Obituary: His Grace, The Duke of Marlborough, aristocrat

Born: 13 April, 1926, at Blenheim Palace. Died: 16 October, 2014, at Blenheim Palace, aged 88

Duke of Marlborough: Aristocrat who dedicated his life to maintaining the family seat, Blenheim Palace. Picture: PA

The title, the Duke of Marlborough, was created in 1689 for one of the greatest generals in British history: John Churchill. The family has continued to make distinguished contributions to the nation, especially Sir Winston Churchill, who was born at Blenheim in 1874. The Blenheim Palace estate, at Woodstock in Oxfordshire, was a gift from Queen Anne to John Churchill, in 1704.

It is one of Britain’s most notable tourist attractions and the Duke dedicated his life to maintaining the palace and its glorious gardens to the highest order. It houses priceless paintings, tapestries and China that have been preserved and restored thanks to the informed programmes enacted by the Duke. One of the greatest attractions at Blenheim – one of the first rooms visitors enter – is the Churchill Room, where Sir Winston was born. To the sound of relays of his wartime speeches visitors can see historic items and letters from the former prime minister’s life.

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The Duke, who died yesterday at the age of 88, was in the forefront of opening out the palace for commercial events. It is now the glorious setting for international company events and celebrity weddings. For the paying visitor there are Pleasure Gardens, a railway, a maze and a butterfly house. It is currently the venue for sculptures by the Chinese artist Ai Weiwei.

The Duke’s overriding ambition throughout his life was to hand over to his family this jewel of British architecture.

Its magnificence was even recognised by Adolf Hitler who, according to wartime legend, planned to make Blenheim his headquarters and ordered the Luftwaffe not to bomb it. During the war the entire building was occupied by MI5.

John George Vanderbilt Henry Spencer-Churchill (always known as Sunny after one of his titles) was the elder son of the 10th Duke by his first marriage to Mary Cadogan, daughter of Viscount Chelsea. His father’s cousin, Winston Churchill, was one of his godparents.

After Eton, Marlborough joined the Life Guards, retiring as a captain in 1952. He then concentrated on the management and upkeep of Blenheim, particularly in the public opening of the palace. Until his father’s death in 1972, when he became the 11th Duke, he lived in the next door village but busied himself on many local charities and events – notably the Oxfordshire Association for Young People and the Oxfordshire branch of the Country Landowners’ Association.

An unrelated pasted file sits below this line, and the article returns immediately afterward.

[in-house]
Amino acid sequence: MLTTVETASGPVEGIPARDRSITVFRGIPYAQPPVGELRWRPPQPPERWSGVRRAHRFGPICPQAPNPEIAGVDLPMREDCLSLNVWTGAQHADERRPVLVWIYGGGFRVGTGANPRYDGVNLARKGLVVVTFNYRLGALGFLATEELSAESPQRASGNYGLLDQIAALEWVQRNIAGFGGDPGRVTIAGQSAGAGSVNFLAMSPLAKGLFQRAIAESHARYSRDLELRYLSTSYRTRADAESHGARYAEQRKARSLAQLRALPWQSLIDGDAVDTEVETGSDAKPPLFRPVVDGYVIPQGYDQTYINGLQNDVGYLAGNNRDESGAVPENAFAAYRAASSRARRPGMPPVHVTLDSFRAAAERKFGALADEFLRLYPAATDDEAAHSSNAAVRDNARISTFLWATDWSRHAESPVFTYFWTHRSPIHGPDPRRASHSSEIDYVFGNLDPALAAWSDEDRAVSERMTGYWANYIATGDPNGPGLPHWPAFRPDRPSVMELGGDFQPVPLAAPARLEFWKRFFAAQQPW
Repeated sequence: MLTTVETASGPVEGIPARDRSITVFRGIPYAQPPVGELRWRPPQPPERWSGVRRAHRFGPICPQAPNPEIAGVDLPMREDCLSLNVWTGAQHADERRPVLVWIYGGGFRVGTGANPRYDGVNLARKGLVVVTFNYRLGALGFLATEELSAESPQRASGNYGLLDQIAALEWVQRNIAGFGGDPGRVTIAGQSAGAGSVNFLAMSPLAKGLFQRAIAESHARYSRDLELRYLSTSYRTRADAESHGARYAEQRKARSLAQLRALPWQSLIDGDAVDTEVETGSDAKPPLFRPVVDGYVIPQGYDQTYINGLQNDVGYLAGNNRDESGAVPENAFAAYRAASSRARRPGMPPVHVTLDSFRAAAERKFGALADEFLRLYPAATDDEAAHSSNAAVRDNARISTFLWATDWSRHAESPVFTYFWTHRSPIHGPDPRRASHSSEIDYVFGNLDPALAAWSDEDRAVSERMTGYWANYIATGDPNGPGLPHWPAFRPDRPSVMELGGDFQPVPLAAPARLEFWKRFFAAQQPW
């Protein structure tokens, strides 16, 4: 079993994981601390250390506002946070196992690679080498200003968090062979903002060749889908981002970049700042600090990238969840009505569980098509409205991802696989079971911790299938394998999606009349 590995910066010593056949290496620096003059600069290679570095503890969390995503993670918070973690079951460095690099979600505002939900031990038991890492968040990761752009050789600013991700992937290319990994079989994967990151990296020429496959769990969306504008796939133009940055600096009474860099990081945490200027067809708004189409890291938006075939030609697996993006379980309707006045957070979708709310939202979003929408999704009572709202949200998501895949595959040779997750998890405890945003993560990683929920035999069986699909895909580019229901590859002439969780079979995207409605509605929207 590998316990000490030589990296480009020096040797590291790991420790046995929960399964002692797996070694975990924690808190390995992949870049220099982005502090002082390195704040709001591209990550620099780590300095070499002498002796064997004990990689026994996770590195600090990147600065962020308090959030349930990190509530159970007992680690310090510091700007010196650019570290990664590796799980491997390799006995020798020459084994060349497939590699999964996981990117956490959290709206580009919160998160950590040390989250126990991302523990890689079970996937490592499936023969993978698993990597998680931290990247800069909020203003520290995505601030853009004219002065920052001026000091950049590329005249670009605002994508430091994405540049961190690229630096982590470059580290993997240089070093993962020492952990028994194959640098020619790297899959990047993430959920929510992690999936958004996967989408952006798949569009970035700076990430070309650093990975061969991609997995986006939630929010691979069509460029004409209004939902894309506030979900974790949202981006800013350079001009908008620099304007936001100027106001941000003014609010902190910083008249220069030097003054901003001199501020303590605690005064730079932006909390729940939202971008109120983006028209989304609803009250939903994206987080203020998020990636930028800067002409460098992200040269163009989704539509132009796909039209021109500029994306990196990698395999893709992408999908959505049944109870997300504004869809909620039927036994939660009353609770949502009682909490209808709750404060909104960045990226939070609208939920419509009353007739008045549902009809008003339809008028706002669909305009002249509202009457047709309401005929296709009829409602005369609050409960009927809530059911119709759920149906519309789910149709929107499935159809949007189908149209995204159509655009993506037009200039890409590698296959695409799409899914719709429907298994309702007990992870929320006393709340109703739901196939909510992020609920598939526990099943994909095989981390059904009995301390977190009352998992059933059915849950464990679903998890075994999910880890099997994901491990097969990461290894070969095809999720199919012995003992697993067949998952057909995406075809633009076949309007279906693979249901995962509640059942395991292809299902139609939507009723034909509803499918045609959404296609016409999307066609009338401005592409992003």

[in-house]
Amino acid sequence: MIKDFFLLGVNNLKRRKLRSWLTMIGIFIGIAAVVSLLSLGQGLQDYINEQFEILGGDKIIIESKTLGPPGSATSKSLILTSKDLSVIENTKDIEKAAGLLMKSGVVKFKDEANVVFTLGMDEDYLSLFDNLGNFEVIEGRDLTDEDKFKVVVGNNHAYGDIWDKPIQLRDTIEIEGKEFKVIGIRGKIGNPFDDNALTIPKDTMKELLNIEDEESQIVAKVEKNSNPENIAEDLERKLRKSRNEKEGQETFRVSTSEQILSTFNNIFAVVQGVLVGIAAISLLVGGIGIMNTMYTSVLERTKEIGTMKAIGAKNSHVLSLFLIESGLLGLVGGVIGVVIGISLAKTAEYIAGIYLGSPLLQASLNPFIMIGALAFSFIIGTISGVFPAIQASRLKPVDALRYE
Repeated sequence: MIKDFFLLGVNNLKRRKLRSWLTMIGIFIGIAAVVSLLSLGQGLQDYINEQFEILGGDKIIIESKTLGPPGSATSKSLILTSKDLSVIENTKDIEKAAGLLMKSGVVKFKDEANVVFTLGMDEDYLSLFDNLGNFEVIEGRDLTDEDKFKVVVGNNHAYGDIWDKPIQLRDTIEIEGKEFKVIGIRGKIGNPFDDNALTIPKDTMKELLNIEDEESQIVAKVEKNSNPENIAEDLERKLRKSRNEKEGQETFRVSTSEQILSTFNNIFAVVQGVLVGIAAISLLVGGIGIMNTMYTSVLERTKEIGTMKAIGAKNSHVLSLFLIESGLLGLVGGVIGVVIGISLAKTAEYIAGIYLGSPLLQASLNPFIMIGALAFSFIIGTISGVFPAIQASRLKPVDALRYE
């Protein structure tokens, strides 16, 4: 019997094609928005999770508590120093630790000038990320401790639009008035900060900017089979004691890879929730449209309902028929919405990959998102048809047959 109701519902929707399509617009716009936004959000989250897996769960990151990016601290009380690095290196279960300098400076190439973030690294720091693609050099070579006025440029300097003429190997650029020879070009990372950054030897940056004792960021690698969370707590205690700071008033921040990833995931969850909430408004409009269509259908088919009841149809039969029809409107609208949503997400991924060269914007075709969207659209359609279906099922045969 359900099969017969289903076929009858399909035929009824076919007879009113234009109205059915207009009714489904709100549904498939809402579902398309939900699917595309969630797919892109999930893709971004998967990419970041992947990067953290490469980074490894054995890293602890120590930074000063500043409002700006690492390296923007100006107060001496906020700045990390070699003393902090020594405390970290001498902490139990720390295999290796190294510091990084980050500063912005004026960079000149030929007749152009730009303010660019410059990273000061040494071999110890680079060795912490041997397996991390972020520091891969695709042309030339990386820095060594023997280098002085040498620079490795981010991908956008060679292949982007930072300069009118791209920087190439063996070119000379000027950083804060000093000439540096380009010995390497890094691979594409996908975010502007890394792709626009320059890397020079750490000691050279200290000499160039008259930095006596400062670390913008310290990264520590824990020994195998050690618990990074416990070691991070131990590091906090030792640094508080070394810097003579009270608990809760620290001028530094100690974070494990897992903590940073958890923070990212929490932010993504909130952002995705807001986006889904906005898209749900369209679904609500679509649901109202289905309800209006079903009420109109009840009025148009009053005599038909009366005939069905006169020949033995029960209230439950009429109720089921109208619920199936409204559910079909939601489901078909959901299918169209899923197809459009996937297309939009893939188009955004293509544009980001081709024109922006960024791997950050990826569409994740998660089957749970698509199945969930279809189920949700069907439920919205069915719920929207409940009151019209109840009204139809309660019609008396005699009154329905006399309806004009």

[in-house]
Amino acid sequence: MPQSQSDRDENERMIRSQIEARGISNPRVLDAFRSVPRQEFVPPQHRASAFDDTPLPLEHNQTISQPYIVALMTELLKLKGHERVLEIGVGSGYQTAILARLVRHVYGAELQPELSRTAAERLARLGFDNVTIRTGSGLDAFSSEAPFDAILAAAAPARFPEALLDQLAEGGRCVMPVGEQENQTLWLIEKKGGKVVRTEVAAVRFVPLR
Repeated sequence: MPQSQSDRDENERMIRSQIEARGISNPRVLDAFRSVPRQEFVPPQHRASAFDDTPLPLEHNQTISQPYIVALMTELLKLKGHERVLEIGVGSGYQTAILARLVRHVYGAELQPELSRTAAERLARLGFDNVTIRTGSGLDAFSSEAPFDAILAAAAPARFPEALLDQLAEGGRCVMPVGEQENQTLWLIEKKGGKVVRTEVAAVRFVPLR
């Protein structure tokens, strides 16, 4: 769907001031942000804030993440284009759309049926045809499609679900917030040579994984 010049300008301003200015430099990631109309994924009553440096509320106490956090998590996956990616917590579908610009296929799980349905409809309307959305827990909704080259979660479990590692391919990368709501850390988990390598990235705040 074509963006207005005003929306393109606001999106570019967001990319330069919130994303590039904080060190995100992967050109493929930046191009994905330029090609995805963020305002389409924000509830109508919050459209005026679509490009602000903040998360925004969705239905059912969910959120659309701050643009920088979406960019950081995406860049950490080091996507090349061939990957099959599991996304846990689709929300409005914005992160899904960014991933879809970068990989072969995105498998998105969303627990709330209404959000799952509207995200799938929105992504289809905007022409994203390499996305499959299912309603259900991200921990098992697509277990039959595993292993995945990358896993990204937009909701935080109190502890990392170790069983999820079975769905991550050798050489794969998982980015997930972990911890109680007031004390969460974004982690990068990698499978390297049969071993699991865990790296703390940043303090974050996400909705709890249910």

He also served as a councillor on Oxfordshire County Council and as a magistrate. The Duke was appointed a Deputy Lieutenant for Oxfordshire in 1974.

After the war Blenheim was in a rundown condition. The walls were scarred and the famous library had been used as a map room. By the time the 11th Duke inherited, the interiors had to be substantially refurbished, the paintings cleaned and the rewiring, alone, took seven years. He had to hand over many valuable Churchill documents in lieu of death duties.

An ongoing concern for some years was the drug addiction of his eldest son, the Marquess of Blandford. It is understood the Duke did take legal action some years ago to prevent his son from inheriting the estate. That was annulled more recently after the Marquess reformed his lifestyle.

In 2012 the Marquess featured in a Channel 4 documentary which charted his new relationship with his father. The calmer atmosphere between father and son was evidenced when the Duke made it clear that his son would have an executive role in the running of Blenheim although, like the Duke himself, he would be answerable to trustees.

In that television programme the Duke spoke movingly of his love for Blenheim and pride in his family’s place in British history. “Trying to keep Blenheim going is a very important part of the family’s history and life at the present time, and so what we’re trying to do is ensure that Blenheim is kept for future generations.”

The 11th Duke enjoyed a colourful private life. He first married Susan Hornby in 1951 but they divorced in 1961. That year he married Tina Livanos, the former wife of the Greek shipping tycoon Aristotle Onassis. She left him to marry Stavros Niarchos, who had previously been married to her sister. She and the Duke divorced in 1971.

The Duke married thirdly, in 1972, Rosita Douglas, the daughter of a Swedish count and ambassador to the United States. The marriage was dissolved in 2008, and in the same year he married Lily Mahtani – her father, Narinder Sahni is an executive with the Hinduja Group. She and the Marquess of Blandford, Lord Edward, Lady Alexandra and Lady Henrietta all survive him.

The Duke is succeeded to the Marlborough titles by his eldest son James, Marquess of Blandford, who was born in 1955.